1.2 Five-phase rocker switch

We also need a controller to control the trajectory of the snake when we are playing the game. A five-phase switch is configured on the Chitu development board, which can input up, down, left, right, and press five actions. Looking up the port correspondence table of the Chitu development board, we can see that these five directions are connected to the five IO ports of the 307 respectively.

q8YYq0.png

The method of detecting the switch can use the button interrupt or query the IO port status. Here we use the query IO port status method to check the switch status, and design a function to return the queried button value.

Before designing the function, we need to set the relevant IO to input and turn on the relevant peripheral clock.

void GPIO_INIT(){
    GPIO_InitTypeDef GPIO_InitTypdefStruct;

    RCC_APB2PeriphClockCmd(RCC_APB2Periph_GPIOA|RCC_APB2Periph_GPIOD|RCC_APB2Periph_GPIOE,ENABLE);

    GPIO_InitTypdefStruct.GPIO_Pin = GPIO_Pin_1|GPIO_Pin_2|GPIO_Pin_3|GPIO_Pin_4|GPIO_Pin_5;
    GPIO_InitTypdefStruct.GPIO_Mode = GPIO_Mode_IPU;
    GPIO_InitTypdefStruct.GPIO_Speed = GPIO_Speed_50MHz;
    GPIO_Init(GPIOE, &GPIO_InitTypdefStruct);

    GPIO_InitTypdefStruct.GPIO_Pin = GPIO_Pin_0;
    GPIO_InitTypdefStruct.GPIO_Mode = GPIO_Mode_IPU;
    GPIO_InitTypdefStruct.GPIO_Speed = GPIO_Speed_50MHz;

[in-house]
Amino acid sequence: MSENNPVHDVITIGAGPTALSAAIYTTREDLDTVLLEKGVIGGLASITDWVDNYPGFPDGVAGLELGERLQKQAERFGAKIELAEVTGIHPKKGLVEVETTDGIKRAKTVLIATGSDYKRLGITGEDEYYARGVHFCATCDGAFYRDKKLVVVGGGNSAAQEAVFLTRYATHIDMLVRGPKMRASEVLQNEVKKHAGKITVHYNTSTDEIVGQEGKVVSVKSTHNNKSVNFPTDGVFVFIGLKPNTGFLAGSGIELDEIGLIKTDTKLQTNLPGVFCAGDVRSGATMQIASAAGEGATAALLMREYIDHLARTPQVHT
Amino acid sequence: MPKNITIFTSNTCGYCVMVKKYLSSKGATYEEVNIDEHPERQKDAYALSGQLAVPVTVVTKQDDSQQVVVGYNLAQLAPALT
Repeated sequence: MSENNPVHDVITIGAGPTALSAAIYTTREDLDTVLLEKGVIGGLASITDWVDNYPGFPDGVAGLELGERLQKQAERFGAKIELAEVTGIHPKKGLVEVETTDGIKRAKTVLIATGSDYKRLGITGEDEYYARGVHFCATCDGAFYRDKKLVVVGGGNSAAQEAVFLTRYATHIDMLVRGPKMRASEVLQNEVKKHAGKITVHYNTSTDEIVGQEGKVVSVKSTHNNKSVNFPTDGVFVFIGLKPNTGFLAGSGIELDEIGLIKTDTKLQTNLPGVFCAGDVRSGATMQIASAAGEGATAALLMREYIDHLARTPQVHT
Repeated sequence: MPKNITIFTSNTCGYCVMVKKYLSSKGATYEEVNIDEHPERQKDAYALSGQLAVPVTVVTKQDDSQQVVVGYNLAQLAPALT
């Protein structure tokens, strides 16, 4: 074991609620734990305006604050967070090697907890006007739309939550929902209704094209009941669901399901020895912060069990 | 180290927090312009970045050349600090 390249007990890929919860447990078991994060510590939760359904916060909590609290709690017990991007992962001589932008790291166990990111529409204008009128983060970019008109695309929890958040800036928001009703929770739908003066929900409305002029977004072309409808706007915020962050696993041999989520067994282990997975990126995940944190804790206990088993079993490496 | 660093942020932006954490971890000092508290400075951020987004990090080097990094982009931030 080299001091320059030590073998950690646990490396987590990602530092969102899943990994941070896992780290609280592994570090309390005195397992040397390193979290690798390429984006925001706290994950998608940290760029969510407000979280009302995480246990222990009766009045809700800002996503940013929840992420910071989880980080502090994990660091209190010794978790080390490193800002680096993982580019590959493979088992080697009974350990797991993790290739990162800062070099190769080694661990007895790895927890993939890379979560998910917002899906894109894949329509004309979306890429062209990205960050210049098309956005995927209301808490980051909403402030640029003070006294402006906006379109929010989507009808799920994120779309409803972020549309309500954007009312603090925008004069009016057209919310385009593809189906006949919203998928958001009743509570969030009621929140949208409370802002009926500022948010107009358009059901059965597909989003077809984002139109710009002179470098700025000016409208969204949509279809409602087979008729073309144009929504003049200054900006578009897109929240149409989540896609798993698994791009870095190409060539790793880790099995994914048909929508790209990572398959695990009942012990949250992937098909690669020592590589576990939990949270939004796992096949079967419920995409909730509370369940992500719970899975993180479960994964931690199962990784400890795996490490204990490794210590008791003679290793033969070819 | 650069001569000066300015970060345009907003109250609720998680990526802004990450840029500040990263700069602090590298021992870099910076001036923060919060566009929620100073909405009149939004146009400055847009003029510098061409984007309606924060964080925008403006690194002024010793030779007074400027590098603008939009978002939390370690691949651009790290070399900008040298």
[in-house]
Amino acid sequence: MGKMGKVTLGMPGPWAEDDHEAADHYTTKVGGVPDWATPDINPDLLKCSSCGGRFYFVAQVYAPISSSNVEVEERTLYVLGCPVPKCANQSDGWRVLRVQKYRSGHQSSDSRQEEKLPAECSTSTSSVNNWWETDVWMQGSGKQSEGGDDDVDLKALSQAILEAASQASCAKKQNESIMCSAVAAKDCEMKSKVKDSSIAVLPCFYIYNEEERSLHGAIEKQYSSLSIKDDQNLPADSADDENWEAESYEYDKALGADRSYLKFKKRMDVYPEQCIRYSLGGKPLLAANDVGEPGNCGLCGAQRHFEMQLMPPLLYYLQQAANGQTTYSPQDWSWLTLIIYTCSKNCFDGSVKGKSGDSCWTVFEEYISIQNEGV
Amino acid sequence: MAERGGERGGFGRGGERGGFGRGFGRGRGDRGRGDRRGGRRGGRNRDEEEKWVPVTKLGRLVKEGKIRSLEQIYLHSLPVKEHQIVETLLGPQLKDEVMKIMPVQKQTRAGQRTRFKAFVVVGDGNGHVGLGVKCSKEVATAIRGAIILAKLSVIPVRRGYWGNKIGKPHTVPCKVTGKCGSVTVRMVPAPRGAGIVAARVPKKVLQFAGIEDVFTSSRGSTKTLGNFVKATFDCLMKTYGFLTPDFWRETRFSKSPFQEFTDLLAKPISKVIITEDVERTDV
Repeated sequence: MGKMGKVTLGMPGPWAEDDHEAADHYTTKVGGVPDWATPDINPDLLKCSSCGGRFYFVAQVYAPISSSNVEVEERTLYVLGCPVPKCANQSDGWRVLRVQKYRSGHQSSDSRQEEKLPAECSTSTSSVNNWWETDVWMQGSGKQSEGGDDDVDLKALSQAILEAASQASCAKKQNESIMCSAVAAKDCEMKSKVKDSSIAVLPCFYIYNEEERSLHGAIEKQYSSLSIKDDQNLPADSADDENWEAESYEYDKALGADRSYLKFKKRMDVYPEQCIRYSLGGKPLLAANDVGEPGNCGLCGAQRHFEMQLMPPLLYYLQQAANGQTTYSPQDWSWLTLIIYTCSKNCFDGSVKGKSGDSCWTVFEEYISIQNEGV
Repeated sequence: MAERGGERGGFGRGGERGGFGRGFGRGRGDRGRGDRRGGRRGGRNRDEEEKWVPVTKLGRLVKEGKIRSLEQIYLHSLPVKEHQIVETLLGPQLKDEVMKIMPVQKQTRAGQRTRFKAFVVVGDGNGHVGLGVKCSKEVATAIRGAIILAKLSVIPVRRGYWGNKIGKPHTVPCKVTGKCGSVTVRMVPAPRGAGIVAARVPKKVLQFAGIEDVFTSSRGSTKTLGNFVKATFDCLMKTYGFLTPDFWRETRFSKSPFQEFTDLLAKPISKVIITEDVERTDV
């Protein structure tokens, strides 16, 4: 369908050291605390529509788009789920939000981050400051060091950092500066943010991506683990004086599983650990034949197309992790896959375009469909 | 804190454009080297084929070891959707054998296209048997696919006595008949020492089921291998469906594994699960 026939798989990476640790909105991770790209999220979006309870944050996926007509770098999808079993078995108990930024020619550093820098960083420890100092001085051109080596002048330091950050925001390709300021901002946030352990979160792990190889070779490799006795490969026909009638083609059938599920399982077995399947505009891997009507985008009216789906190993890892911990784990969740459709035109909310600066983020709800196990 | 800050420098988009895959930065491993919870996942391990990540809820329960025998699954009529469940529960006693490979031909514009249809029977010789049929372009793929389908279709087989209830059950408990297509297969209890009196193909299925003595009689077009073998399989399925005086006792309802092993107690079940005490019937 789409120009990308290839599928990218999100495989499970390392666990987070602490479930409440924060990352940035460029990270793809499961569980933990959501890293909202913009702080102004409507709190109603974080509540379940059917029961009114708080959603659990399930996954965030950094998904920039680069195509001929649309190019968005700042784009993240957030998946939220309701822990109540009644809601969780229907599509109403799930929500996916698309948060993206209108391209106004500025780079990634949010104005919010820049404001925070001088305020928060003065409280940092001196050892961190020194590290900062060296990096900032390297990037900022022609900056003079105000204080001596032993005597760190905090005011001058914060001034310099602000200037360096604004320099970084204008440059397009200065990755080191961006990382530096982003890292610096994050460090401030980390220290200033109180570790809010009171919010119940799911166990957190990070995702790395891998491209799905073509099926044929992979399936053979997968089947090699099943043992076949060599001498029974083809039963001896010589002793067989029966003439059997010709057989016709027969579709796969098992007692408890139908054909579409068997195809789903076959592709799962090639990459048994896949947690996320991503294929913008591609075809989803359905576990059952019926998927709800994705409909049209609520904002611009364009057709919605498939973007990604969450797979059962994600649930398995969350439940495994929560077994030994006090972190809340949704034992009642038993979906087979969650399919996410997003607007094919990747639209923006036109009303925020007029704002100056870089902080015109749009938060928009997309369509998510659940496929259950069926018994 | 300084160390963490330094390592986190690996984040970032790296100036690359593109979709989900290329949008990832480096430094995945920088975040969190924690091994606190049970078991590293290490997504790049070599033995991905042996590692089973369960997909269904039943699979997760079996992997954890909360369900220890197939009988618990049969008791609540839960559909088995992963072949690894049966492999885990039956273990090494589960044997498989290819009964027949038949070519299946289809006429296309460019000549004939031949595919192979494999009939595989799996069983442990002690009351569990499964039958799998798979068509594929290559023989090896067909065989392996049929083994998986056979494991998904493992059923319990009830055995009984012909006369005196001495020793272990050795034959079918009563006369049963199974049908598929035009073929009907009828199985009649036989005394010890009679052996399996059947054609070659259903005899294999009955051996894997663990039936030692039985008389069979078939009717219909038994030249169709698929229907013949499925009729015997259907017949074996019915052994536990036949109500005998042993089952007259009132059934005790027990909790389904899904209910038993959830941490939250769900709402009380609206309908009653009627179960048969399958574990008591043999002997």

GPIO_Init(GPIOA, &GPIO_InitTypdefStruct);

    GPIO_InitTypdefStruct.GPIO_Pin = GPIO_Pin_6|GPIO_Pin_13;
    GPIO_InitTypdefStruct.GPIO_Mode = GPIO_Mode_IPU;
    GPIO_InitTypdefStruct.GPIO_Speed = GPIO_Speed_50MHz;
    GPIO_Init(GPIOD, &GPIO_InitTypdefStruct);
}

Here we have initialised both buttons as well.
The following is the query function design of the button.

#define up      1
#define down    2
#define left    3
#define right   4
#define sel     5
#define sw1     6
#define sw2     7

/*******************************************************************************
* Function Name  : Basic_Key_Handle
* Description    : Basic Key Handle
* Input          : None
* Return         : 0 = no key press
*                  key = key press down value
*******************************************************************************/
uint8_t Basic_Key_Handle( void )
{
    uint8_t keyval = 0;
    if( ! GPIO_ReadInputDataBit( GPIOE, GPIO_Pin_4 ) )
    {
        Delay_Ms(20);       //  Delayed de-shaking
        if( ! GPIO_ReadInputDataBit( GPIOE, GPIO_Pin_4 ) )
        {
            keyval = sw1;
        }
    }
    else {
        if( ! GPIO_ReadInputDataBit( GPIOE, GPIO_Pin_5 ) )
            {
                Delay_Ms(20);
                if( ! GPIO_ReadInputDataBit( GPIOE, GPIO_Pin_5 ) )
                {
                    keyval = sw2;
                }
            }
        else {
            if( ! GPIO_ReadInputDataBit( GPIOE, GPIO_Pin_1 ) )
                {
                    Delay_Ms(20);
                    if( ! GPIO_ReadInputDataBit( GPIOE, GPIO_Pin_1 ) )
                    {
                        keyval = up;
                    }
                }
            else {
                if( ! GPIO_ReadInputDataBit( GPIOE, GPIO_Pin_2 ) )